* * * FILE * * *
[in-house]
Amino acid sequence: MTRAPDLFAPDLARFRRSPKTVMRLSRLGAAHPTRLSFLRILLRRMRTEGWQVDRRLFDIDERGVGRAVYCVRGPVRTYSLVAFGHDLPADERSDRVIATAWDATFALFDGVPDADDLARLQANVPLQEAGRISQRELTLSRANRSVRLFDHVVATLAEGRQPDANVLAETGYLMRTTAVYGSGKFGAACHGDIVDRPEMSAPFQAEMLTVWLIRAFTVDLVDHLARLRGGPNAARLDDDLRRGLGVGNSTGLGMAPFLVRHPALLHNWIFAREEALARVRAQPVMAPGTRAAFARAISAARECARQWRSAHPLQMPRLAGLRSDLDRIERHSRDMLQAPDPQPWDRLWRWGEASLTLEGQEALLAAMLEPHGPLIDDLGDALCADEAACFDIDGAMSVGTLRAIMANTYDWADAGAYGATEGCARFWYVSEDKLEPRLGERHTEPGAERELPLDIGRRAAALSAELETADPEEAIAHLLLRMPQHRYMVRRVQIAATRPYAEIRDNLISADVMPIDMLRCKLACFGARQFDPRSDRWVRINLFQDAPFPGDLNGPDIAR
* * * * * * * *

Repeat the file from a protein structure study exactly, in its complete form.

[in-house]
Amino acid sequence: MTRAPDLFAPDLARFRRSPKTVMRLSRLGAAHPTRLSFLRILLRRMRTEGWQVDRRLFDIDERGVGRAVYCVRGPVRTYSLVAFGHDLPADERSDRVIATAWDATFALFDGVPDADDLARLQANVPLQEAGRISQRELTLSRANRSVRLFDHVVATLAEGRQPDANVLAETGYLMRTTAVYGSGKFGAACHGDIVDRPEMSAPFQAEMLTVWLIRAFTVDLVDHLARLRGGPNAARLDDDLRRGLGVGNSTGLGMAPFLVRHPALLHNWIFAREEALARVRAQPVMAPGTRAAFARAISAARECARQWRSAHPLQMPRLAGLRSDLDRIERHSRDMLQAPDPQPWDRLWRWGEASLTLEGQEALLAAMLEPHGPLIDDLGDALCADEAACFDIDGAMSVGTLRAIMANTYDWADAGAYGATEGCARFWYVSEDKLEPRLGERHTEPGAERELPLDIGRRAAALSAELETADPEEAIAHLLLRMPQHRYMVRRVQIAATRPYAEIRDNLISADVMPIDMLRCKLACFGARQFDPRSDRWVRINLFQDAPFPGDLNGPDIAR